The Economist would say that, wouldn’t it?

Economist_election_coverRegular readers will know that I recently ended my long-standing subscription to the New Statesman on the grounds of poor writing, bigotry (relating to transgender discrimination) and all-round listnessness and lack of progressiveness. I have maintained my subscription to the Economist on the grounds that one needs to know what the enemy is thinking. Its endorsement of David Cameron and the Conservatives for the election on Thursday 7 May (left) justifies this decision.

Here are some of the arguments presented in favour of a Conservative-led government after 7 May with some easy responses:

1. The Economist says: reducing the deficit is the priority. At 5 per cent of GDP that has to be reduced and public sector cuts are necessary in order to achieve it.

Strassenbahn13 says: the deficit is not the issue. It is a finance question, not an economics question. The economics question says, is the deficit manageable? What economic policies are necessary to ensure growth such that social utility can be maximised across all constituencies? If the deficit is the priority, economics goes out of the window. We have austerity for the sake of it, or to meet the neo-conservative objective of the limited state; that is limited public provision of services ranging from the NHS (ongoing privatisation) and housing (forcing housing associations to sell their assets) to public transport and street cleaning. The deficit does not make us poor. An under-productive, non-inclusive economy that does not make tangible and socially useful products makes us poor. That is the one the Conservatives are promoting.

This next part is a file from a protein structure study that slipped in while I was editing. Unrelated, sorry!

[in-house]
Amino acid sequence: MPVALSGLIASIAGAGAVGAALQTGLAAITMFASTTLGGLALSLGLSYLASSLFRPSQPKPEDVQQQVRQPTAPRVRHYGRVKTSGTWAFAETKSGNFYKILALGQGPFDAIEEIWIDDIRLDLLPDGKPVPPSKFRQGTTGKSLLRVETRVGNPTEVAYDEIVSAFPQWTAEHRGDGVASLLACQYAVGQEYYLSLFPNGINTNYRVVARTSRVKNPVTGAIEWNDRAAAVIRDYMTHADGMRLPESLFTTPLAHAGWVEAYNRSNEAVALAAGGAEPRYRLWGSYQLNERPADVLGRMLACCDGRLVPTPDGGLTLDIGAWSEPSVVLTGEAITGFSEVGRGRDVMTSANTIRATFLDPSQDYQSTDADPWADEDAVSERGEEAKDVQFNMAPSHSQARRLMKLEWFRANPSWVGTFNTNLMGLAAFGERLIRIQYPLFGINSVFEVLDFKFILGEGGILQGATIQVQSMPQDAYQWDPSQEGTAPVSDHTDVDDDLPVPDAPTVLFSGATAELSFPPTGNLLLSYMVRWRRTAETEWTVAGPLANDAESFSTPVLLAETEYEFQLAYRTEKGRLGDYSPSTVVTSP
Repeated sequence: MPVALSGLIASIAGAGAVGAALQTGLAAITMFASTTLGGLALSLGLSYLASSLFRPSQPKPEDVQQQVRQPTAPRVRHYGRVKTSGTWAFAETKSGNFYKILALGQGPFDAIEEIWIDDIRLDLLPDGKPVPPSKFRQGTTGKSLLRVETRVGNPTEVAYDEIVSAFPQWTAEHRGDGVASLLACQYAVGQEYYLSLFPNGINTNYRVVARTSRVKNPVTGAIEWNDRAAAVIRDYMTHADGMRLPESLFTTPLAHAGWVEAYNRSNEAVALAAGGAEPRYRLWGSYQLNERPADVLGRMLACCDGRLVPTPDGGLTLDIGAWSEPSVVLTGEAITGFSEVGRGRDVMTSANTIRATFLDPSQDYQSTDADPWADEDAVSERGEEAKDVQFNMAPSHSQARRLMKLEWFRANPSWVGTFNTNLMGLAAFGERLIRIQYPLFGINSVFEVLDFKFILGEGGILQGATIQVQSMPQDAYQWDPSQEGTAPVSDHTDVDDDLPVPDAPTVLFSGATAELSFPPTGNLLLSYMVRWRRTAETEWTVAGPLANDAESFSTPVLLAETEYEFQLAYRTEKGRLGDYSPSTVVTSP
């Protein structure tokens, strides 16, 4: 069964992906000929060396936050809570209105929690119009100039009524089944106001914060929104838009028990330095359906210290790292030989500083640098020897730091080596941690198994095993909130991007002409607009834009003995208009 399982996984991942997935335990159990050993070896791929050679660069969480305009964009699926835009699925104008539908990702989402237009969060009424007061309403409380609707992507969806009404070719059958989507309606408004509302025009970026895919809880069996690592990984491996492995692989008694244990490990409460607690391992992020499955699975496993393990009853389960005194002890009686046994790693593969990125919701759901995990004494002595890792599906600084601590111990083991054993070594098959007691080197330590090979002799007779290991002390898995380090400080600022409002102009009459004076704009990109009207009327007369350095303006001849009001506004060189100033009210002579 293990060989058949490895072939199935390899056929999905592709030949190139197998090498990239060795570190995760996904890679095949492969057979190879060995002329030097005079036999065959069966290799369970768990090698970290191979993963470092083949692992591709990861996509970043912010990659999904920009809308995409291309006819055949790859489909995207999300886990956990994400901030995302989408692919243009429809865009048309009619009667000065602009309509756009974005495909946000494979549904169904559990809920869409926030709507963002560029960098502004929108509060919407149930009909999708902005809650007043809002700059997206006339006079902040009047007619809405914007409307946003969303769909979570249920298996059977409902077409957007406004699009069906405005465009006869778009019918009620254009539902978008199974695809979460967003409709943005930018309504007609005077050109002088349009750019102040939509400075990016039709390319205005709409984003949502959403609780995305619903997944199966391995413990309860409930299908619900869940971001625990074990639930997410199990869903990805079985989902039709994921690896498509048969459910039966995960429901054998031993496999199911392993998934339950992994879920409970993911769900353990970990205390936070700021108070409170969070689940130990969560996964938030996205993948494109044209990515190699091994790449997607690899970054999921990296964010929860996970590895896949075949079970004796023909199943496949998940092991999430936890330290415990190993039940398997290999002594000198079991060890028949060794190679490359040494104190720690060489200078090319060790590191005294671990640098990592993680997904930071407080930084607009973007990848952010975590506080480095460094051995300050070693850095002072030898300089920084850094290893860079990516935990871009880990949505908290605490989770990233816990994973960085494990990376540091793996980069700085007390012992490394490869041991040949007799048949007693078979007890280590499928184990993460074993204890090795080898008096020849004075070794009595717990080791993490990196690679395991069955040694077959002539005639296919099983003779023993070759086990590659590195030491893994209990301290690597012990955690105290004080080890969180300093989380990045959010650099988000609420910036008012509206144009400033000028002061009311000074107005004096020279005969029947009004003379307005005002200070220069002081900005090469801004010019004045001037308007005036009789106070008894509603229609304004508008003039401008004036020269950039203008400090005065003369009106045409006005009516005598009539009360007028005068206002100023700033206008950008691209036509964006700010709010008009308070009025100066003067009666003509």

2. The Economist says: the Conservative’s record in public services is good. People are more satisfied with services such as the NHS than they were before the cuts from the first term in government.

Strassenbahn13 says: essentially, the Conservatives argue that we can have cuts to services without quality being affected, or at least the sense that the quality is diminishing. This is nonsense. The good ratings have been achieved by proud and loyal public-service workers working harder. I am one. I see it every day. The tipping point will come. Just look at Accident and Emergency in hospitals.

3. The Economist says: the UK has a higher proportion of people in work than ‘ever before’.

Strassenbahn13 says: whatever is meant by ‘ever before’, the economy is dependent on low-paid immigrants, zero-hours and temporary employment contracts, insecurity and exploitation.

Here are the arguments against a Labour-led Government made by the Economist with some even easier responses:

1. The Economist says: It is harder to believe Labour will be successful with the deficit. The numbers are ‘vaguer’.

Strassenbahn13 says: As noted above, the deficit is a red-herring. But vaguer than the Tories £8bn savings from some undisclosed source proposed by the Conservatives?

2. The Economist says: tax the entrepreneurs and wealth creators and they will go somewhere else.